Comparative Theology For Primary Students.Well, it's Christmas time again, and all around us we see the evidence of the festive season - lights, santas, angels, more santas, more lights, the occasional nativity scene, and a remarkable lack of Christianity-themed merchandise.
That seems to be the common trend these days, and I've been busy with the move and also moving at work, so have had neither the time nor the access to comment upon it.
Now, however, it is time to have a little bit of a snark.
A week and a half ago, Magilla asked me about Santa Claus: Mum, do you believe in Santa Claus?
Me: I think he's a very special person, why do you ask?
Magilla: Mrs AT was talking about him today. What's Eid?
Me: What's what?
Me: (trying not to choke) Eid?
Magilla: Yes, what is it?
Me: It's something that muslims celebrate. They don't have christmas like we do, and they don't believe in Jesus like we do. Has Mrs AT talked about Jesus when you've talked about christmas?
Mrs AT is the same teacher who taught the kids a bit about Japanese culture. That would be the bit about Japanese people killing and eating whales, which is something I consider thoroughly inappropriate for preppies. We're talking 6yo's for goodness' sake!
The same Mrs AT who had another chat with the kids about Japanese people when a few parents obviously said something about their children's ideas on whaling.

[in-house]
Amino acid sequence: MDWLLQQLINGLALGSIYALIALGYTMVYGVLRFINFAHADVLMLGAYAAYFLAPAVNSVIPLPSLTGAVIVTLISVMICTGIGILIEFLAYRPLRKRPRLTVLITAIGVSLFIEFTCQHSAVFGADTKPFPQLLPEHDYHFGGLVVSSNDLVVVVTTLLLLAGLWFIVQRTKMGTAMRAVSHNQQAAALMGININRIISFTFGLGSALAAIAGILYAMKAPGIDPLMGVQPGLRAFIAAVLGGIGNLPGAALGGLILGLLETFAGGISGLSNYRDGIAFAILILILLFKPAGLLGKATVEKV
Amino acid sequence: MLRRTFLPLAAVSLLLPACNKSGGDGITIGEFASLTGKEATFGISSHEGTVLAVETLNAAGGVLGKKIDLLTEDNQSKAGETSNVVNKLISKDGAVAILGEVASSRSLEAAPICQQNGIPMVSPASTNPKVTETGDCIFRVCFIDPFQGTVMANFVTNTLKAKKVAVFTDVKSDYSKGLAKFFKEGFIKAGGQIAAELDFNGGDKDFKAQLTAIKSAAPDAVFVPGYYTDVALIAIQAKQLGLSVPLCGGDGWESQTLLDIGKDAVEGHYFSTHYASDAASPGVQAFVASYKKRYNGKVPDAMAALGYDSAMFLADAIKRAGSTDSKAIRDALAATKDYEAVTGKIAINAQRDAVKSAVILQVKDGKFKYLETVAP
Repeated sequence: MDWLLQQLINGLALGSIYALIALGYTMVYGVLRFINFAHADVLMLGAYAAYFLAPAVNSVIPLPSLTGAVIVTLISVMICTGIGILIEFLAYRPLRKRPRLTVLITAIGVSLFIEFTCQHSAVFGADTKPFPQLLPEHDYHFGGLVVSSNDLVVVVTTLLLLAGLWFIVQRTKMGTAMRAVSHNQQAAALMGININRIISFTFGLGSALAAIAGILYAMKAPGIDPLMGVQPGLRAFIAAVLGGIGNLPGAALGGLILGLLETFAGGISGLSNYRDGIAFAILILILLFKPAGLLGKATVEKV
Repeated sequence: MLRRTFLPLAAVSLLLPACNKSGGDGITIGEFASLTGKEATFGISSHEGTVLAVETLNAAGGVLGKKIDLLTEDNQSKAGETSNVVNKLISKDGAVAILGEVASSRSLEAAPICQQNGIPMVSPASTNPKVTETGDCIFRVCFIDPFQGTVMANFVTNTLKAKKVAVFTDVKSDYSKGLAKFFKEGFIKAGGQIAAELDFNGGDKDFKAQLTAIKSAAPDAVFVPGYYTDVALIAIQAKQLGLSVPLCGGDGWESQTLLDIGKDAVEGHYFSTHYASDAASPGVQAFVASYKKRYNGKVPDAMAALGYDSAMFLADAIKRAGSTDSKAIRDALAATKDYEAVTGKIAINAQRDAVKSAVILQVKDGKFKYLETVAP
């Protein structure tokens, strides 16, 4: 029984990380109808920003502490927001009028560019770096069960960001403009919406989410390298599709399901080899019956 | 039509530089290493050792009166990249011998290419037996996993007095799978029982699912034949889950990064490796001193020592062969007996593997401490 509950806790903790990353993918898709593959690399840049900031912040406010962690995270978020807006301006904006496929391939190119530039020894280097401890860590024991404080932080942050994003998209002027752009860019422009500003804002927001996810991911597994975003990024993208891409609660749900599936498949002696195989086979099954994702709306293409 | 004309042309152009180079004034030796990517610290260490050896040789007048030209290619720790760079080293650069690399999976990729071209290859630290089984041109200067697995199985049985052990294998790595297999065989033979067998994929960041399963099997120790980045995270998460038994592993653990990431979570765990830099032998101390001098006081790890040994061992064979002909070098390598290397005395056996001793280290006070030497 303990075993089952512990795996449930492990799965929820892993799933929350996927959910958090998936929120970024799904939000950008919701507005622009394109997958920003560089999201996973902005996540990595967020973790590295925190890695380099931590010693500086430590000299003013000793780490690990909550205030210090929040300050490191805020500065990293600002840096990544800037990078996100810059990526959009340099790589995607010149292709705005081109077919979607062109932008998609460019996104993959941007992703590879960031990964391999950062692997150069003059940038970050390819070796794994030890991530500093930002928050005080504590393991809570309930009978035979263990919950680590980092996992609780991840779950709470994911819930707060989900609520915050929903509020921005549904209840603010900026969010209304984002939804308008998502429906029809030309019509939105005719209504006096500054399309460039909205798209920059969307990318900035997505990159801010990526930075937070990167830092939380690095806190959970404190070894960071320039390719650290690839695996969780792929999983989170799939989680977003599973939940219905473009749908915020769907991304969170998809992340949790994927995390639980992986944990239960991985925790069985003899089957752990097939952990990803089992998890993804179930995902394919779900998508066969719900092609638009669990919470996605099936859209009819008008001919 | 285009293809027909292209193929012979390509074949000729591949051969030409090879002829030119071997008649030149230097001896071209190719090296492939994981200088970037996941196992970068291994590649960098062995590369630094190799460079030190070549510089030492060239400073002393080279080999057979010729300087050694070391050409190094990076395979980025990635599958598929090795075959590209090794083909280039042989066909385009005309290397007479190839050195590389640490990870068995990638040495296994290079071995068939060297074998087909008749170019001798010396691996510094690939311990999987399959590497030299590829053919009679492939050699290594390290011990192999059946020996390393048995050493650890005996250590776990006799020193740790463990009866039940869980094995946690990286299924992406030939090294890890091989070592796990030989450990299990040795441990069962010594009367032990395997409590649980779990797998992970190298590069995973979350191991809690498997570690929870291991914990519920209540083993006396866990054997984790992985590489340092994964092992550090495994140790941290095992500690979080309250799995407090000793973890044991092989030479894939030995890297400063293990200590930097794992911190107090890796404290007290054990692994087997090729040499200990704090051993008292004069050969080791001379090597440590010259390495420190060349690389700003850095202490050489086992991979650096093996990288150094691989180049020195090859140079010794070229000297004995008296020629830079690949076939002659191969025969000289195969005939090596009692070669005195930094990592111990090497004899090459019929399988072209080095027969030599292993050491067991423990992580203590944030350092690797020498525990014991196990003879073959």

I pointed out to Magilla that eskimos and people from Norway also kill and eat whales, and besides, there are people who think we're the evil ones for eating all the animals we do.
But, as usual, I'm digressing.
Back to December, and Christmas, and comparative religions.
I've not had the opportunity to speak with Mrs AT, and only have a few more days to do so; with our current Rudderless economy, however, I may not get the opportunity to have this chat.
I am rather interested as to why on earth children, at Christmas time are discussing Eid. Sure, it's a State school, but I would have thought that the birth of the Christ would be worthy of at least a passing mention.
Also, if we're going to talk about what everyone else is doing rather than us Jesus freaks, Magilla's not told me that she's heard of how the Christians co-opted the solstice celebrations to use for the birth of Jesus. She has heard of Hannukah, though, so I guess that's something.
I must ask Mrs AT if she told the kids about the ritual slaughter that accompanies the Eid celebrations. The ones that have the RSPCA patrolling the stockyards to ensure that animals aren't being taken for backyard celebrations.
I was going to play a quick game of Let's Compare with images of Eid celebrations vs. Christmas celebrations, but it was a bit too depressing.
We all know the images of Baby Jesus in the manger, of heavily laden tables surrounded by cheery families (like the one we attended yesterday), christmas trees with plenty of presents and lights, and plum pudding.
But when it comes to Eid, it's all too easy to find photos such as these.
I wonder when Mrs AT thinks the kiddies will be mature enough to learn about the real celebrations?
Maybe by grade 2?